Pocket — Free Read Later Service Helps You Get More Out of The Web
The web is awash with information. Much of this information does not fit our tastes, interests, values, or worldview.
Much of it is redundant — at least to us — or just plain nonsense.
But, there is also a vast amount of pertinent, interesting, compelling, uplifting, inspiring, and educational content that does hit the mark for us.
There is so much of this great content that it’s almost impossible for us to take it all in at the time we encounter it. That’s where a read later service like Pocket can step in.
What is a Read Later Service?
A read later service allows you to save interesting content you come across on the web into one place so that you can …. well, read it later.
Unlike bookmarking a page in your browser, a read later service saves an entire copy of the content you mark, be it text, video, images, or a combination of these. And, it presents these saved items in a filterable interface that you can easily access on different devices whenever you want to.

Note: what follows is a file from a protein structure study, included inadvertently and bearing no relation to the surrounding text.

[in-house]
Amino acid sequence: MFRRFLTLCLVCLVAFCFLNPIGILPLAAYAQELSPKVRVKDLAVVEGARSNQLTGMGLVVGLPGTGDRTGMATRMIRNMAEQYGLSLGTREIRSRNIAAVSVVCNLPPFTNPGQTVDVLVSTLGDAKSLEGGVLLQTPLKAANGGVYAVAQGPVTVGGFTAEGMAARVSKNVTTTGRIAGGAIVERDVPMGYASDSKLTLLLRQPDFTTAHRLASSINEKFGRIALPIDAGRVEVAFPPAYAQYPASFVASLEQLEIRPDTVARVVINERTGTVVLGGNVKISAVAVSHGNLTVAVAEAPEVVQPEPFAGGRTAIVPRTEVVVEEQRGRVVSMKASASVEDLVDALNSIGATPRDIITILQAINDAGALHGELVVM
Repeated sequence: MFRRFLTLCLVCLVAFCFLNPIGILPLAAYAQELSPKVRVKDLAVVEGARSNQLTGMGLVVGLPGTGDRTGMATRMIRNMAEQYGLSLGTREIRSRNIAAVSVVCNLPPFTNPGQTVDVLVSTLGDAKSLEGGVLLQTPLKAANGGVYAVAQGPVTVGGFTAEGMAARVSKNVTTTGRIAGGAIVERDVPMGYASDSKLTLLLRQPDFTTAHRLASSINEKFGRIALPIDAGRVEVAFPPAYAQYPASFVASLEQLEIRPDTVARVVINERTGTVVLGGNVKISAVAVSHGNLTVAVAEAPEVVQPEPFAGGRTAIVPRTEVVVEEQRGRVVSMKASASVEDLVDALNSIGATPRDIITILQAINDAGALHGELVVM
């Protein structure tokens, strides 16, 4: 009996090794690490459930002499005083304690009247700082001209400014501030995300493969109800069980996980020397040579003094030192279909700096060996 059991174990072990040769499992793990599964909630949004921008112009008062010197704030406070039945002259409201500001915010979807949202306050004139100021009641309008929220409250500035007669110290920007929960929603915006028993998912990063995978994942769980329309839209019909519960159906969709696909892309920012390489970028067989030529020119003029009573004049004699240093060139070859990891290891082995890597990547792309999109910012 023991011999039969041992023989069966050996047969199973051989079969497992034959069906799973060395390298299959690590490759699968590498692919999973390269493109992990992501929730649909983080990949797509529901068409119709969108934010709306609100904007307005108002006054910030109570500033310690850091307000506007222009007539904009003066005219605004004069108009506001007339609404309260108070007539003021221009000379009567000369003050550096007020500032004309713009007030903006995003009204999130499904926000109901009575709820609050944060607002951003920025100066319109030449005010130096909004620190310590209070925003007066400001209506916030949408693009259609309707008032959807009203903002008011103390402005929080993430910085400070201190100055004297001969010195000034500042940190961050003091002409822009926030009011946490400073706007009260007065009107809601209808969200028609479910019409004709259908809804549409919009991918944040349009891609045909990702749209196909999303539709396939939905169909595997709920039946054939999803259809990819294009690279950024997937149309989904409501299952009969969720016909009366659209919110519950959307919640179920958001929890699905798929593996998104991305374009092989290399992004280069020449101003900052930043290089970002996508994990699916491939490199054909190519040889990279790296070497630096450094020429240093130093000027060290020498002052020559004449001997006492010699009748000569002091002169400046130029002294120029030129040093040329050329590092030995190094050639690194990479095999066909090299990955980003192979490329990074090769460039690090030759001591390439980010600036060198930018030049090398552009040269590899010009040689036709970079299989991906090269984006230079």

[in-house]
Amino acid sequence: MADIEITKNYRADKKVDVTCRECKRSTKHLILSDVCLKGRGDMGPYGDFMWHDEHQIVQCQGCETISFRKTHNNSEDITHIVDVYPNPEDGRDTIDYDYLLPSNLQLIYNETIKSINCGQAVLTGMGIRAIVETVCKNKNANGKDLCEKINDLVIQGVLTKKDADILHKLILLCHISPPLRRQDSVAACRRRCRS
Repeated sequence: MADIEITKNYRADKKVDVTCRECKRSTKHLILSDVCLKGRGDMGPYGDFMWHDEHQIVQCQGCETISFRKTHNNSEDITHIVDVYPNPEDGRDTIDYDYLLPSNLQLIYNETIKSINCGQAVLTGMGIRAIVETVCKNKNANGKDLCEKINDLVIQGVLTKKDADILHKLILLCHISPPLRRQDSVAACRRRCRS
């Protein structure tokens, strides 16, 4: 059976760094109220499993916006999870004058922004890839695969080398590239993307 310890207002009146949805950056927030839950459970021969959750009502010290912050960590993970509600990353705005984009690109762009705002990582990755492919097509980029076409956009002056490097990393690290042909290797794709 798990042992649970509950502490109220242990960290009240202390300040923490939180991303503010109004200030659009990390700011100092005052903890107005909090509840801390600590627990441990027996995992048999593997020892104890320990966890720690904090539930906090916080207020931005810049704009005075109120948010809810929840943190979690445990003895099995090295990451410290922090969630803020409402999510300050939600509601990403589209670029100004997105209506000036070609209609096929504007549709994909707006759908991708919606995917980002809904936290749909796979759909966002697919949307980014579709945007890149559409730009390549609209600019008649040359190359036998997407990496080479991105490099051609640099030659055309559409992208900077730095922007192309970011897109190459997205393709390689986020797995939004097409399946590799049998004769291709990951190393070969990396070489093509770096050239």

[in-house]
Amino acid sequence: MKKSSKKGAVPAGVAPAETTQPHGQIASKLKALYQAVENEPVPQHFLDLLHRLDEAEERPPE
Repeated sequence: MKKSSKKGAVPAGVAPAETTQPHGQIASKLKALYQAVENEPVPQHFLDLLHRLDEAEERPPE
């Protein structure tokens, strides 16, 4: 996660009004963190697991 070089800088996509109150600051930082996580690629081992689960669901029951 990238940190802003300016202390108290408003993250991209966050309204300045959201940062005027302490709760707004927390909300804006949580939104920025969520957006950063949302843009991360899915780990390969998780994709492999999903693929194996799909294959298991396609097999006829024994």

There are a number of these services available. But, in this report, I’ll be reviewing a read later service called “Pocket.”
What is Pocket?
Like other read later services, Pocket gives you the ability to choose content that you come across when browsing or researching online and save it to read at another time.
To get started, you can go to getpocket.com and sign up for an account. You can sign up using a Google account if you have one. Or, you can create a standalone account with your email address if you prefer.
Pocket is free and fully functional as is. However, should you want a little more, there is also a premium version that unlocks extra benefits for a small yearly fee.